Posts Tagged ‘The Qur’an’

Marcus Aurelius: Meditations

November 22, 2022

     I have long been intrigued by this Roman emperor who was also a philosopher. His meditations are rather hard to read in these modern times, because of the style of writing way back then, and also the need for quite comprehensive notes to explain so many points and references, even to someone with a reasonable classical education. I have been listening to a good Librivox recording, which has made them rather more approachable and accessible; they seem to have been designed for listening, in a similar way to the Qur’an which is intended for recitation rather than reading.

He enjoyed an extremely powerful and privileged position, in the years before the Roman Empire became so large as to be unmanageable; he clearly had the luxury of unlimited undisturbed time to think, to philosophise and presumably dictate his thoughts to his slave… He comes across as a thinker, someone wise, but also someone endowed with large amounts of common sense. He reflects on the purpose and meaning of life, and its counterpart, the inevitability of death, and how a mortal can face and come to terms with that necessary eventuality. Nothing new there, we may think, but here is one of the first to try and articulate a response. And it’s interesting that he continually returns to this particular issue a number of times; I found myself thinking, here is a man – an emperor, but still a man, and aware of this – who is at some level wanting to understand and to rationalise his fears: for me, this made him more human, somehow.

He’s also interested in the nature of the universe, fate and resignation, and his position is that the gods determine everything…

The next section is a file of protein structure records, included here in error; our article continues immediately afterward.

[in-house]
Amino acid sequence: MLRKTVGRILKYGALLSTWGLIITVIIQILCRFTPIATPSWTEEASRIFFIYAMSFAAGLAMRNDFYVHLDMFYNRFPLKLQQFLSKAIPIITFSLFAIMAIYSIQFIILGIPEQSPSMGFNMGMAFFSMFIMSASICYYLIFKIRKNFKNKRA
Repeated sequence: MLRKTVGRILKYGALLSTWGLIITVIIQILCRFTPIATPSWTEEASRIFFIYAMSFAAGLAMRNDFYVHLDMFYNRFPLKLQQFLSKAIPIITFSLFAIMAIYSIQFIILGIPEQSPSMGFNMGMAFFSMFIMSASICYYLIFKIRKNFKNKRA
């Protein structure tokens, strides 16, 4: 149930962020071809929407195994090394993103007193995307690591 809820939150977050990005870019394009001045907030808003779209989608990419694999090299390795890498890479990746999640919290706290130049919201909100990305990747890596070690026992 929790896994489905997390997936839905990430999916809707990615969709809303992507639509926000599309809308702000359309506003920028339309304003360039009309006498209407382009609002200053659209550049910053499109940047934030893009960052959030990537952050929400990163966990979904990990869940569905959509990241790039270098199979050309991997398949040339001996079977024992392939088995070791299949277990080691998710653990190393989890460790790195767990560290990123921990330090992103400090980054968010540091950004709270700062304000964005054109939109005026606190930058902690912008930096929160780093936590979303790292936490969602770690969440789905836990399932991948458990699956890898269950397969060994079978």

At some level, he’s interested in the same things that I spend a fair amount of time wondering about. There are wisdom writings in most religions and cultures, and some are rather more accessible than others. I’ve found that with the Bible, particularly the Old Testament, there’s an awful lot of chaff and not much wheat to glean once the tribal histories of the Jewish people, their wanderings and the misdeeds of their kings are stripped out. And although the Qur’an doesn’t spend as much time on history, is is very repetitive, as a book originally designed for public recitation will inevitably be.

The Wisdom books of the Bible, on the other hand, I have always found attractive and thought-provoking, and as I’ve read more widely I’ve come to realise that they contemplate similar notions to, and say the same things as did Confucius and the Buddha, and various Greeks and Romans, and Marcus Aurelius joins them. For my money, the orientals are rather too enigmatic – again, it’s a different mode of expression that it’s harder for us to tap into. The Greeks and the Romans are a lot more straightforward, in acknowledging that there are things they don’t understand, there are powers above and beyond us, that we humans are limited in what we can do and mortal. And they have no sense of there being a life after death either. For me, the jury is out on that one, but increasingly I do think that the idea of a hereafter is part of the attempt of religion to comfort us in facing the awful and inevitable end.

In a nutshell, if you’re a fan of the Preacher, aka Qoheleth, aka Ecclesiastes, you’ll probably enjoy Marcus Aurelius.

Guidère: Au Commencement était le Coran

May 8, 2018